Thursday, June 5, 2014

The Filipino as a Writer in America - Cecilia Brainard's Notes

When I give a talk, I usually prepare notes or a short writeup.  Here's a writeup, which was the basis of the brief talk I gave at the Tuklas event not too long ago. This is not a full article, but are more like "talking points" for me. 
The picture above was taken at the event. 
l-r: Paulino Lim Jr., Carlene Bonnivier, Linda Nietes, Cecilia Brainard, Giovanni Ortega

“The Filipino, as a Writer in America” by Cecilia Manguerra Brainard
Filipino or Filipino American Writers in America have unique challenges. There are issues that we deal with such as language, voice, subject matter, readership, publishers, and others. I’ll be talking about some of these issues.

My first book of short stories, Woman With Horns and Other Stories was published in 1987, 27 years ago, which indicates who long I have been writing. That book and the 18 others I’ve worked on are all in English. Like many Filipinos, I grew up multi-lingual, speaking Cebuano, Tagalog, and English. Even though English is my second language, it’s the language I use in my literary work. There was no careful consideration about this matter, it was the language that came naturally to me when I started scribbling in my diaries and other beginning writings. Perhaps this was because the schools I attended in the Philippines taught me in English; and also perhaps because I read books in English, starting with the Dick and Jane primers.
The use of English had no innate intention of my addressing only by English-speakers, because Filipinos are generally multilingual like me. In fact, the question of my readership does not play such a large part in my mind; the question for me in my book projects is: what do I find interesting. When I became (and still am) interested in Philippine history, I wrote stories set during specific historic times in the Philippines, such as When the Rainbow Goddess Wept, a novel set during World War II in the Philippines. I also have stories set during what Filipinos call “the Spanish times” and “the American times.” I have stories inspired by my experiences in the Philippines and in America. But my stories are not limited to Filipino or Filipino American characters, because I have all sorts of characters – a Vietnam vet, a Spanish friar, a Turkish seamstress, and many others. It all depends on what will strike me as interesting.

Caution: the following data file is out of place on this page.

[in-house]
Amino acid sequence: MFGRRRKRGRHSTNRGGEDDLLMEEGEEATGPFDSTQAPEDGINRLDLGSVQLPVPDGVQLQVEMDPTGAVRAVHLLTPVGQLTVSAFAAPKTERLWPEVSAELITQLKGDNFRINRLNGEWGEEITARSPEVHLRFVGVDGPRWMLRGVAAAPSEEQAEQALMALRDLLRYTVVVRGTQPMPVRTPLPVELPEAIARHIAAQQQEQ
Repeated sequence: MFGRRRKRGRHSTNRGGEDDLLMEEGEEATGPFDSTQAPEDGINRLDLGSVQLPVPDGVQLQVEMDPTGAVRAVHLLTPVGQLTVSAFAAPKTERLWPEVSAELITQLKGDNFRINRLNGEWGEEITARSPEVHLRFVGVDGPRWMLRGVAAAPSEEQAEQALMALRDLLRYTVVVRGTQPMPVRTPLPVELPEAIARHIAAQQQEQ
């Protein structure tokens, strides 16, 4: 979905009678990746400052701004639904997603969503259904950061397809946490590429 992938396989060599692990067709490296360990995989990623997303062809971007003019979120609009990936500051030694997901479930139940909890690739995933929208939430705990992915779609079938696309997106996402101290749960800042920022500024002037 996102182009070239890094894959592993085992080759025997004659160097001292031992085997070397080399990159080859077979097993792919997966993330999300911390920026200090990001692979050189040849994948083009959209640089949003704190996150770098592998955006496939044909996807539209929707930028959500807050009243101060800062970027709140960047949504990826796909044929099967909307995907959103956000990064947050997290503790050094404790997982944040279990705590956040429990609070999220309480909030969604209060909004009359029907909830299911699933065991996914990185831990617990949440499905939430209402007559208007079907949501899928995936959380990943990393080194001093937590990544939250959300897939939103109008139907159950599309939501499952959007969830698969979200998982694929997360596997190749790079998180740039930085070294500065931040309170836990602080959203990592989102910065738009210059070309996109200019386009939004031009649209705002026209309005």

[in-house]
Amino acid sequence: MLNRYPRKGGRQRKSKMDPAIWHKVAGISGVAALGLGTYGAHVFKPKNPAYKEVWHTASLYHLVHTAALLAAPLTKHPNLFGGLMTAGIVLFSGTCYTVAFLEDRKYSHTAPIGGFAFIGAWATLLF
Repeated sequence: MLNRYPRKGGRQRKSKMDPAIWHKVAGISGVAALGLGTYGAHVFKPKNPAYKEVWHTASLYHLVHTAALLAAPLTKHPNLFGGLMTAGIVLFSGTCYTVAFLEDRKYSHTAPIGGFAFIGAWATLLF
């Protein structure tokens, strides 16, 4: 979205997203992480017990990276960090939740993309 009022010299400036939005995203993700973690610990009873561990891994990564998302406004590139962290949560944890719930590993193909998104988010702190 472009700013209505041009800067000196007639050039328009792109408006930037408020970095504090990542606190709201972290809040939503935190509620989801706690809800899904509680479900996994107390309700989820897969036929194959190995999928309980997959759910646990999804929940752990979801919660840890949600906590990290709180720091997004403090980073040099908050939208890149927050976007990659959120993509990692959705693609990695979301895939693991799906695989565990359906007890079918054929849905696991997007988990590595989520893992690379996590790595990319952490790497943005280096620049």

The books I’ve edited have probably catered to specific readers  more because many of them came about when I sensed a need for such books. For instance, I edited Fiction by Filipinos in America, when after a decade of living in America and searching during all that time for such an anthology, no such book could be found. I followed this with Contemporary Fiction by Filipinos in America. Later, when I found out from my Philippine publisher that there was a lack of young adult literary books, I edited Growing Up Filipino: Stories for YoungAdults, and followed this with GrowingUp Filipino II: More Stories for Young Adults.  All these 4 books, by the way, are still in print and used in classrooms in the US as well as in the Philippines.

To answer the question: Has it been difficult to get published as a Filipino in America? 
Most writers have a difficult time getting their work published, and Filipino and Filipino American writers face interesting challenges. This has to do with the business end of publishing. Publishers do their work for money, and so they pay attention to what sells, who their readers are who will buy the books, and so on. Even when publishers publish literary books, they still pay attention to the book sales of such titles.  Here is where Filipino and Filipino American writers run into difficulties. Except for few titles, many Filipino and Filipino American writers have limited readership. The majority of White Anglo-Saxon Americans are not racing to buy Philippine or Philippine American literature. Unfortunately, Filipino and Filipino American readers are not buying enough of the books either, making Filipino writers difficult to make money from --- from the point of view of mainstream publishers.

So, for many Filipino writers in America, it’s a struggle to get their work published. Some have found publishers in the Philippines; a few have found American mainstream publishers, some have published on their own. E-books have made it easier and cheaper for some to get their works published. We Filipino writers in America have had to be very creative to get our work out there. 

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tags: literature, Philippines, writers, authors, Filipino American, writings
This is all for now,

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